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Focus on Life Sciences & Technology: 2014 Venture Capital Investment - A Year in Review

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Venture capital activity soared in 2014, with both deals and dollars reaching levels not seen in over a decade.
January 22, 2015

Venture capital (“VC”) activity soared in 2014, with both deals and dollars reaching levels not seen in over a decade. According to PriceWaterhouseCoopers and the National Venture Capital Association’s MoneyTree™ Report, VC activity in the United States increased 61% in 2014 to $48.3 billion, up from $30.0 billion in 2013. This is an exceptional improvement, as the total has exceeded the post-dotcom bubble peak of $32.0 billion in 2007 by $16.3 billion. As it stands, 2014 experienced the highest amounts invested since the peak of the dotcom bubble of $105.0 billion in 2000. 2014 investments were spread among 4,356 deals, a 4% increase over 2013 (4,193 deals). The average deal size also saw a significant increase, about 55%, to $11.1 million in 2014 from $7.1 million in 2013.

The software industry accounted for the largest contribution to growth (about $8.6 billion) followed by media and entertainment ($2.8 billion). Only a small handful of industries saw a decrease in investment: telecommunications (-$0.35 billion), networking and equipment (-$0.25 billion), and other (-$0.08 billion).

The software and biotechnology industries account for the largest share of activity, in terms of total dollars invested. Software, in addition to seeing the largest increase in dollars invested, also attracted the largest proportion of the funding at $19.8 billion, accounting for over 41% of total invested capital, spread over 1,799 deals. This is not surprising. Software has become one of the primary innovative sectors in the economy, as evidenced by the growth of software patenting in recent years (see our article on Intellectual Property). It will be interesting to see how recent U.S. Supreme Court decisions impact software patent activity and VC investment going forward. So far there has been no negative impact on VC activity in the software industry. The biotech industry had the second largest share, at $6.0 billion, or 12% of the total, through 470 deals. The following chart highlights the concentration of VC investment among industries:1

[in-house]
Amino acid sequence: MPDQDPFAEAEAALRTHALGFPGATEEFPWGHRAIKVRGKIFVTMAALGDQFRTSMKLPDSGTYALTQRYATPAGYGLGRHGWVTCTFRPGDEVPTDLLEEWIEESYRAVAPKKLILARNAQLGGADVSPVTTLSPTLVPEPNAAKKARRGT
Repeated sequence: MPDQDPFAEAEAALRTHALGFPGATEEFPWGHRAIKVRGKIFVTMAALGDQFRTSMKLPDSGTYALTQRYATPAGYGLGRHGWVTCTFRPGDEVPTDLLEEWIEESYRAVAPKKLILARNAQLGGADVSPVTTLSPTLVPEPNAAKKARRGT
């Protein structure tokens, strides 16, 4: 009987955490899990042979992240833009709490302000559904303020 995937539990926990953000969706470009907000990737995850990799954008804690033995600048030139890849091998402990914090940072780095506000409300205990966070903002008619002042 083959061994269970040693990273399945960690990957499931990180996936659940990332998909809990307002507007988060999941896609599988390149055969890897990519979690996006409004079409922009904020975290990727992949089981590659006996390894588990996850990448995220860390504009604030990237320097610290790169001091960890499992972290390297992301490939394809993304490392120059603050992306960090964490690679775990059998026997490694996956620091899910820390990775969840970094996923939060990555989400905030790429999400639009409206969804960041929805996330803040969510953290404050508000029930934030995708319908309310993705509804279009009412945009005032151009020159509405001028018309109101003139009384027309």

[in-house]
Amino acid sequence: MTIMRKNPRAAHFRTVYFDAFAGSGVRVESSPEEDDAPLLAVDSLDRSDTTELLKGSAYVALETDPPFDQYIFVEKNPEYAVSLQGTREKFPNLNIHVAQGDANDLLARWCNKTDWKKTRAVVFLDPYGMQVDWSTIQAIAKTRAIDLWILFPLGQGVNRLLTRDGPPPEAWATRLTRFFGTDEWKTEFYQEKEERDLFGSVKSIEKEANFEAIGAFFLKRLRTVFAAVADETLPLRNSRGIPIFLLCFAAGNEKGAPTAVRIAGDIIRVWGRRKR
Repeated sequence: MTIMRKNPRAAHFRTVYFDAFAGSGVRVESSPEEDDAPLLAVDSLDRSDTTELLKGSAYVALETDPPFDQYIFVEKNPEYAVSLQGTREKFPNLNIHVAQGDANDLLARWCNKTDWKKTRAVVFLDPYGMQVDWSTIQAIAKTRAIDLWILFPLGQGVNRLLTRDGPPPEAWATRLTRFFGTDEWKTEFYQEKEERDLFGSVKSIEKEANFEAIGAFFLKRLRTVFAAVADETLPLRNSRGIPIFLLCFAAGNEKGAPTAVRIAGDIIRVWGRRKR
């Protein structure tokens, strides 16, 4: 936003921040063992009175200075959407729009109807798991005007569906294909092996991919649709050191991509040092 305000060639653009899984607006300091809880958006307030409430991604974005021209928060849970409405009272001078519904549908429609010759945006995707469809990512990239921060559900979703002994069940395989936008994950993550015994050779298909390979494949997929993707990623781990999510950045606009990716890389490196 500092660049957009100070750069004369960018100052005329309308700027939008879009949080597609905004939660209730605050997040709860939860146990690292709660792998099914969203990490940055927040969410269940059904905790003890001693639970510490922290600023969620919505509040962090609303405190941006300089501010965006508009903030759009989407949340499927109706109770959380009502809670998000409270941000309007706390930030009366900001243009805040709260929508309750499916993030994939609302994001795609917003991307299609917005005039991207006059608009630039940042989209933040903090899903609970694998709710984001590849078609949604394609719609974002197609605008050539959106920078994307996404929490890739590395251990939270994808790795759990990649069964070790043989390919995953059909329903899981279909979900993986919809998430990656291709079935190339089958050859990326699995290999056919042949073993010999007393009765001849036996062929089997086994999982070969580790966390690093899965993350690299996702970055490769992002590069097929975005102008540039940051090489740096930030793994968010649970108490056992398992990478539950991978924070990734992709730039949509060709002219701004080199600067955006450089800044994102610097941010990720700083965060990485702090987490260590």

Combining certain industries into selected sectors, the life sciences and technology sectors account for the lion’s share of VC activity.2 This has been true over the previous ten years. Combined, these two sectors account for between 61% and 74% of annual VC investment, averaging 66% over the ten-year period 2005 – 2014. However, it is interesting to examine the trends in the data:

 

During the early half of this period, the growth rate in life sciences VC investment outpaced the growth rate in technology, and life sciences increased market share while technology’s market share declined. Both sectors saw a drop in investment in 2008 and 2009 due to the recession, with investment bottoming out in 2009. However, technology related investment has rebounded strongly, and in 2014 reached a post-dotcom bubble high of $22.8 billion, capturing 47% of total VC investment. Life sciences on the other hand has struggled to match technology’s growth, losing share of investment funds to other sectors, and has had little overall growth since the 2009 trough.

Geographically, California (1) and Massachusetts (2) led the nation in VC investment. California received $27.2 billion in VC funding in 2014, spread over 1,804 deals (about $15.1 million per deal). Massachusetts received $4.7 billion in VC funding in 2014, averaging $11.8 million per deal over 396 deals.

Colorado, Missouri, and Kansas ranked 9th, 23th, and 28st, respectively in amounts invested. The following table highlights the 2014 VC investments for these selected states:

 

We will continue to monitor the levels and trends in VC investment and what they mean for life sciences and technology related industries and the overall economy. RubinBrown has a dedicated Life Sciences and Technology Services Group that works with local, national, and international companies to provide advisory, assurance, and tax services for entities participating in or supporting life sciences and technology industries.


1The MoneyTree™ Report provides definitions for each industry classification.  All Other Industries includes the twelve other MoneyTree™ Report industries of: Business Products and Services; Computers and Peripherals; Consumer Products and Services; Electronics/Instrumentation; Financial Services; Healthcare Services; Industrial/Energy; Networking and Equipment; Retailing/Distribution; Semiconductors; Telecommunications; and Other.

2For purposes of this article, the Life Sciences sector includes the Biotechnology and Medical Devices and Equipment industries. The Technology sector includes the Computers and Peripherals, Networking and Equipment, Semiconductors, Software, and Telecommunications industries.

 

Any federal tax advice contained in this communication (including any attachments): (i) is intended for your use only; (ii) is based on the accuracy and completeness of the facts you have provided us; and (iii) may not be relied upon to avoid penalties.

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